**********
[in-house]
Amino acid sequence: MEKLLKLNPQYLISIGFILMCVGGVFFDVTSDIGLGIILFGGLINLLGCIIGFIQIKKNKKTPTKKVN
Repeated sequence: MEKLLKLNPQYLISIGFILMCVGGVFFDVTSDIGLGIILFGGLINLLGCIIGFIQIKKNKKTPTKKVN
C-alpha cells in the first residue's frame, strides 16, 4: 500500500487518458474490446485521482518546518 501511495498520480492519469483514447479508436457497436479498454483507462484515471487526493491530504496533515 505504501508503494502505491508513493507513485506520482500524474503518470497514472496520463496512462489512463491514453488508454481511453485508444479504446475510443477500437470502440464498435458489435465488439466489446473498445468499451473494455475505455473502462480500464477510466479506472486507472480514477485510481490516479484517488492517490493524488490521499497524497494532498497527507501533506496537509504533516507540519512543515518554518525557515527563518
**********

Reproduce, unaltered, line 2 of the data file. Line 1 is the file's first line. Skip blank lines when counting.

Amino acid sequence: MEKLLKLNPQYLISIGFILMCVGGVFFDVTSDIGLGIILFGGLINLLGCIIGFIQIKKNKKTPTKKVN